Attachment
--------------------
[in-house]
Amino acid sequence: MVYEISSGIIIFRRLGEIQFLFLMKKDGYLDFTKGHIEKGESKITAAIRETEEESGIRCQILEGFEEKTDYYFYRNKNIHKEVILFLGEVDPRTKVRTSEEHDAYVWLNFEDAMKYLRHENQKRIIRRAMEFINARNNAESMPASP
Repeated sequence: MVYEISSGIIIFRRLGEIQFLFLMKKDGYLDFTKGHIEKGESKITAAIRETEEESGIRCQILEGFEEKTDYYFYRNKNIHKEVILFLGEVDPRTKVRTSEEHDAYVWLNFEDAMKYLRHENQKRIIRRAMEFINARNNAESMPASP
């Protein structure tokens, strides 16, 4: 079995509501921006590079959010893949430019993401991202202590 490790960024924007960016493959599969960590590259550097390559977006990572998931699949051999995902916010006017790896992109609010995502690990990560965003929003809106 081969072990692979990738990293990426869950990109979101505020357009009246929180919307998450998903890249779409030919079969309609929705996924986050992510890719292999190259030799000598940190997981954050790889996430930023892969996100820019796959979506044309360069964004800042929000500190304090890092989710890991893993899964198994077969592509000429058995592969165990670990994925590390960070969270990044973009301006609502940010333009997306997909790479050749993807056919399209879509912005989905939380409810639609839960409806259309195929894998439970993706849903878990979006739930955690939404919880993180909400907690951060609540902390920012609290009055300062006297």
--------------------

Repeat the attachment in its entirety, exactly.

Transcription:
[in-house]
Amino acid sequence: MVYEISSGIIIFRRLGEIQFLFLMKKDGYLDFTKGHIEKGESKITAAIRETEEESGIRCQILEGFEEKTDYYFYRNKNIHKEVILFLGEVDPRTKVRTSEEHDAYVWLNFEDAMKYLRHENQKRIIRRAMEFINARNNAESMPASP
Repeated sequence: MVYEISSGIIIFRRLGEIQFLFLMKKDGYLDFTKGHIEKGESKITAAIRETEEESGIRCQILEGFEEKTDYYFYRNKNIHKEVILFLGEVDPRTKVRTSEEHDAYVWLNFEDAMKYLRHENQKRIIRRAMEFINARNNAESMPASP
């Protein structure tokens, strides 16, 4: 079995509501921006590079959010893949430019993401991202202590 490790960024924007960016493959599969960590590259550097390559977006990572998931699949051999995902916010006017790896992109609010995502690990990560965003929003809106 081969072990692979990738990293990426869950990109979101505020357009009246929180919307998450998903890249779409030919079969309609929705996924986050992510890719292999190259030799000598940190997981954050790889996430930023892969996100820019796959979506044309360069964004800042929000500190304090890092989710890991893993899964198994077969592509000429058995592969165990670990994925590390960070969270990044973009301006609502940010333009997306997909790479050749993807056919399209879509912005989905939380409810639609839960409806259309195929894998439970993706849903878990979006739930955690939404919880993180909400907690951060609540902390920012609290009055300062006297």